Notes: U.S. pairings no secret

SUTTON COLDFIELD, England -- U.S. captain Curtis Strange gave a good
idea of his pairings for the opening best-ball matches Friday.

Tiger Woods was with Mark Calcavecchia. David Duval played with
Davis Love III. Phil Mickelson played with David Toms. Scott Hoch
played with Jim Furyk.

''Practice rounds are very important, and I think you should
play with who I think you might play with in the matches,'' Strange
said. ''There's an agenda out there today.''

The choice of Woods and Calcavecchia was no surprise, since they
play early morning practice rounds at most of the majors and
regular PGA Tour events.

Calcavecchia certainly had no complaints.

''Who wouldn't want it to happen? He played great again today,''
Calcavecchia said. ''There's a different kind of pressure being his
partner in the sense that you want to play so well to try to help
him out.

''On the other hand ... I don't have to take the whole load on

Toms said he anticipated playing Friday with Mickelson, the man
he beat at the PGA Championship last year in Atlanta.

''I'm the steady guy and he likes to be pretty aggressive,''
Toms said. ''You put that in best ball and it makes for a nice

The other partners were Hal Sutton and Scott Verplank, possibly
an alternate-shot team, and Paul Azinger and Stewart Cink.

Forgetful Sam
European captain Sam Torrance was asked how the
lineup he expects to field for Friday's opening matches compares to
the one he had ready for the competition that was postponed last

''Impossible to say,'' Torrance said. ''I actually couldn't find

Torrance said he had last year's pairings written down and hid
them away somewhere. Trouble was, he hid them so well he couldn't
find them.

''I'm very good at hiding things and I spent three days looking
for it, and I couldn't find it,'' Torrance said.

Torrance did drop a few hints about this week's pairings. He
wants to put prospective teams in the same practice rounds.

''Obviously I'm trying to put pairings out there I'll use Friday
and Saturday,'' he said. ''They are four balls and you don't know
who is playing with who.''

Europeans take their time on first day of practice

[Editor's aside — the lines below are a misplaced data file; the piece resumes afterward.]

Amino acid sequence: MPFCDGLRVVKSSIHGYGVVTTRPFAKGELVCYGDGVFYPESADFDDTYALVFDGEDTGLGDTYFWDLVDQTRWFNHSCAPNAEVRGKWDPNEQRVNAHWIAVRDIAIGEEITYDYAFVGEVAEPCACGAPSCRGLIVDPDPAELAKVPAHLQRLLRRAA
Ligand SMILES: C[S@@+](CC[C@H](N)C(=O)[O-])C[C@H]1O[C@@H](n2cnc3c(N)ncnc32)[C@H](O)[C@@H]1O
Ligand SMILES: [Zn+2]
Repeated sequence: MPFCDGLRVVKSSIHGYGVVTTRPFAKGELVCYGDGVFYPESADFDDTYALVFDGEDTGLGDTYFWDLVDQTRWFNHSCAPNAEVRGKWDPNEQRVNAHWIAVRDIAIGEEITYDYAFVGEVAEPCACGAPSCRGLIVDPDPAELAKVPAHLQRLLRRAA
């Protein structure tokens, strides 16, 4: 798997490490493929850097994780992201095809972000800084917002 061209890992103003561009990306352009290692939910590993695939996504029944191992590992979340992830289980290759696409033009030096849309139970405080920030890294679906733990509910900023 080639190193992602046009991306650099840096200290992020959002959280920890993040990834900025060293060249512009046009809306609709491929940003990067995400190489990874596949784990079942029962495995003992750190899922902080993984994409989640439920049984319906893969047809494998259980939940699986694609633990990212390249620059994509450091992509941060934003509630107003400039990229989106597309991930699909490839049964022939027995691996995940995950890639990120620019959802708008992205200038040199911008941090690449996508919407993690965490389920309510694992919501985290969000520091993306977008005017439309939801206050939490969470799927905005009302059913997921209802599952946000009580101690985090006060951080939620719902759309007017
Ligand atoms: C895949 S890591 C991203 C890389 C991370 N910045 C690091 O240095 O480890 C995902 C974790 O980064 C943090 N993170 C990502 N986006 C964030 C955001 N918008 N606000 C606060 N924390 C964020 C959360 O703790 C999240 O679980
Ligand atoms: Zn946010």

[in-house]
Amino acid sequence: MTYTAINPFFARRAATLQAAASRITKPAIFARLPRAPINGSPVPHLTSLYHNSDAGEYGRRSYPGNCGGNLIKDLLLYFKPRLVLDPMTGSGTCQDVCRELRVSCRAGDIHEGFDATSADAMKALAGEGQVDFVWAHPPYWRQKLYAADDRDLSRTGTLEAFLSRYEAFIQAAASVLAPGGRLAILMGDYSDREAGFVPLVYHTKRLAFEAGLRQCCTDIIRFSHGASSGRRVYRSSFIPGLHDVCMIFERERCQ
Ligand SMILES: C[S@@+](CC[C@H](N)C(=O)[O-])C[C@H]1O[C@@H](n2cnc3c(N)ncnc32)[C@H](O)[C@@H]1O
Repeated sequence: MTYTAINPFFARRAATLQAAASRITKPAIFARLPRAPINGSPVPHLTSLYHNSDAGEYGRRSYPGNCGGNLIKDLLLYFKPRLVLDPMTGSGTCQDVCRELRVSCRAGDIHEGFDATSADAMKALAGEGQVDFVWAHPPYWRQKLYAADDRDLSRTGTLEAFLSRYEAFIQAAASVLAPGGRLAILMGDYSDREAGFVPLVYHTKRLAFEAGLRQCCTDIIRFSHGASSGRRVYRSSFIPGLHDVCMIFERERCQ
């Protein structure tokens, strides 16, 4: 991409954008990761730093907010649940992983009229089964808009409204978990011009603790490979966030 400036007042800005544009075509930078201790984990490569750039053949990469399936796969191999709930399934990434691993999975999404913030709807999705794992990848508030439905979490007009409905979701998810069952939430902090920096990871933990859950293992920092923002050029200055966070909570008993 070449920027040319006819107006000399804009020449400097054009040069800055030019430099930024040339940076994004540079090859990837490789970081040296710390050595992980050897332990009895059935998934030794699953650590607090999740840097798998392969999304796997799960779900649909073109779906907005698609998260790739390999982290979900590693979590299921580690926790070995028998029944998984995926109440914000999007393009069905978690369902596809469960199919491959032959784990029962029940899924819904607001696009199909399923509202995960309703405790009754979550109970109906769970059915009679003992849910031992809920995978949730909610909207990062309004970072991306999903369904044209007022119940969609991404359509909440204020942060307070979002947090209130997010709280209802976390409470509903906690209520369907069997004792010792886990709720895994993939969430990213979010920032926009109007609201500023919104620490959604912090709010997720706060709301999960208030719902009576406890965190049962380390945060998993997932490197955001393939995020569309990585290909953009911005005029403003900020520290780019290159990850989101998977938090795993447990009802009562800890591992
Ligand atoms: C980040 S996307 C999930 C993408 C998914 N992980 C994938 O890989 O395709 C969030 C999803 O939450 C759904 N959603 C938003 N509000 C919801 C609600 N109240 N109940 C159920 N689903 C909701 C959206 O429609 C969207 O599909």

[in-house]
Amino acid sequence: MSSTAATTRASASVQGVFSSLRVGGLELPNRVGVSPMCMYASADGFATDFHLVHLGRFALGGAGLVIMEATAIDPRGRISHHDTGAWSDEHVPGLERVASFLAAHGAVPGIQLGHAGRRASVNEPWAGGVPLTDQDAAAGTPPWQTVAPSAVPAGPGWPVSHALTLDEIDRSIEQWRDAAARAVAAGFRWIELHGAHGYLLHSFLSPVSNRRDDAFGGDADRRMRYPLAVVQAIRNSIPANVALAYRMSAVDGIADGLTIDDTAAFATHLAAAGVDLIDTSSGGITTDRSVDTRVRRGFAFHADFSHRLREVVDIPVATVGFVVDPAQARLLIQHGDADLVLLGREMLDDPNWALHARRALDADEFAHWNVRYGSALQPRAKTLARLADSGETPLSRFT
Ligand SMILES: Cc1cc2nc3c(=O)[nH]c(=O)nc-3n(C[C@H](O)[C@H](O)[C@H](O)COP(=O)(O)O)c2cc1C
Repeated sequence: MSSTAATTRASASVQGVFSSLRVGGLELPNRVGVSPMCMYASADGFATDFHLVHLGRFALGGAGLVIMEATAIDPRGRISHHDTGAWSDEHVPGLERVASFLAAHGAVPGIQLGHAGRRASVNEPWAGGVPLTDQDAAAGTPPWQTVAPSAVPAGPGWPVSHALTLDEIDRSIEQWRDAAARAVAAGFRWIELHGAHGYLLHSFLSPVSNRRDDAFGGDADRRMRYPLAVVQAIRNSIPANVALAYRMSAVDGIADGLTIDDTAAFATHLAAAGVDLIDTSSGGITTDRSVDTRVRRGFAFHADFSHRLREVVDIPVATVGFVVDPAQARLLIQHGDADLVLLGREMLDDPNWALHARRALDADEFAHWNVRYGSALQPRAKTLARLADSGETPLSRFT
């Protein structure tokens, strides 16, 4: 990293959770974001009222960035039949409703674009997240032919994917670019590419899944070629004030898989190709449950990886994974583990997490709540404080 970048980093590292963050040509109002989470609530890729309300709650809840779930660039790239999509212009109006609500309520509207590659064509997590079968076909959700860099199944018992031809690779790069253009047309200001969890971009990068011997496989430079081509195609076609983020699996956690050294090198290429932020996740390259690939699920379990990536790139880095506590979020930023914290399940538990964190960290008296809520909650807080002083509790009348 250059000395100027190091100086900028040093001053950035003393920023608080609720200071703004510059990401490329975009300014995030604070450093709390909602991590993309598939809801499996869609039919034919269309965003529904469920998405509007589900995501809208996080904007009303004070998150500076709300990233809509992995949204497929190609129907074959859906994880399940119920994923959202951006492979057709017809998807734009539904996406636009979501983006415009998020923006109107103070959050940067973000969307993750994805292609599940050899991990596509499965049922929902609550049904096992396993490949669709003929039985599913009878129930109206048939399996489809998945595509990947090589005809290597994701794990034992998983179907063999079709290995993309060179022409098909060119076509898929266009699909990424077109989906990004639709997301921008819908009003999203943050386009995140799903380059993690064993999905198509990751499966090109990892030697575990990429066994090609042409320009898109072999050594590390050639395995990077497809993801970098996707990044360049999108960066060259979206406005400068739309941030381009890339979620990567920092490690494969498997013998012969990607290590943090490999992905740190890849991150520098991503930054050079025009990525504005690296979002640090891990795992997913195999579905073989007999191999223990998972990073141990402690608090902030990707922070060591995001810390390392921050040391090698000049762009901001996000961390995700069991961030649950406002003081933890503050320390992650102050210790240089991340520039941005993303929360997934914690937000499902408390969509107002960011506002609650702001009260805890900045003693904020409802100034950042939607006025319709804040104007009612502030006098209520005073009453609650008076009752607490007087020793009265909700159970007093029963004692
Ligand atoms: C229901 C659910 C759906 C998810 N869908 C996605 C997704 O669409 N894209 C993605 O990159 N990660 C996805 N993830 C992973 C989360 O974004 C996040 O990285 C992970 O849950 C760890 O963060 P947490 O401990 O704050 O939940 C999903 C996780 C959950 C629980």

A policy on slow play has been
introduced for the first time in the Ryder Cup. Maybe it should
apply to practice rounds, too.

Tiger Woods and his foursome played only two holes Tuesday when
they saw the Europeans chipping and lining up putts on the third
green. Instead of waiting, they cut across to the eighth hole,
returning later to play the holes they skipped.

''I asked the rest of the guys in the group, 'What do you want
to do?' And they all wanted to play at their own pace,'' said
Woods, who practiced with Mark Calcavecchia, Stewart Cink and Paul

''We play at a faster pace, plain and simple,'' Woods said. ''We
don't chip around as much. I saw Bernhard (Langer) and the guys
lining up putts on the third hole. We definitely don't do that,
especially on a Tuesday.''

The Europeans were scheduled to practice first, going off in
three groups. The Americans started about 15 minutes later.

While Woods & Co. went around them, it wasn't long before the
next American group -- David Duval, Phil Mickelson, Davis Love III
and David Toms -- caught up to the Europeans.

At that point, European captain Sam Torrance came over to

''I just thought it was right,'' Torrance said of his gesture.
''I think the mistake was putting the two teams out directly behind
each other. They're going to take some time. I'm not concerned
about the speed of play.''

Neither was Sergio Garcia, who was in the European group that
was passed on a mild and sunny day at The Belfry.

''We don't need to hurry. We have all day to practice,'' Garcia
said. ''Just enjoy the day. You're not going to get many like

U.S. captain Curtis Strange wasn't surprised. His lead foursome
tends to play quickly, and that's why he put them out first.

He wasn't worried about causing bad feelings during a week
aimed at goodwill.

''You better have thicker skin than that,'' Strange said.

Ping-pong anyone?
The U.S. team has a room where players get together
as a team, watch a little television and maybe play a video game or
some pool.

There's also a ping-pong table, which so far is the happening
place to play.

Tiger Woods said he won a few matches Monday night, but lost a
few, too.

Phil Mickelson and his wife, Amy, were also taking on all

''We have some pretty competitive guys on our team and I don't
think they ever gave up the table to let anybody else play,'' David
Toms said.

Team captain Curtis Strange would not say who won the match
between Woods and Mickelson, but said the fact they were playing
each other shows their relationship is not as frosty as some might

The U.S. team has three Ryder Cup newcomers in Scott
Verplank, David Toms and Stewart Cink.

It's hard for the 38-year-old Verplank, though, to be referred
to as a rookie.

''Every player on the PGA tour strives to be sitting here in
this chair right now,'' Verplank said. ''It's obviously been a
goal. And I'm thrilled, but I'm also honored to be here to do

Jesper Parnevik was roused from his sleep by the
earthquake Monday morning, and rushed onto the balcony to see if
part of his building was blown away or on fire. ''I've never been
in an earthquake before, but it was very scary,'' he said. ... Sam
Torrance resolutely denied there was a plan for the Europeans to
play slow in the '99 Ryder Cup to take the Americans out of their
rhythm. ''There will be this time, though,'' Torrance joked. ...
Lee Westwood is not playing well, but he's looking good. Westwood
has lost about 20 pounds through diet and exercise.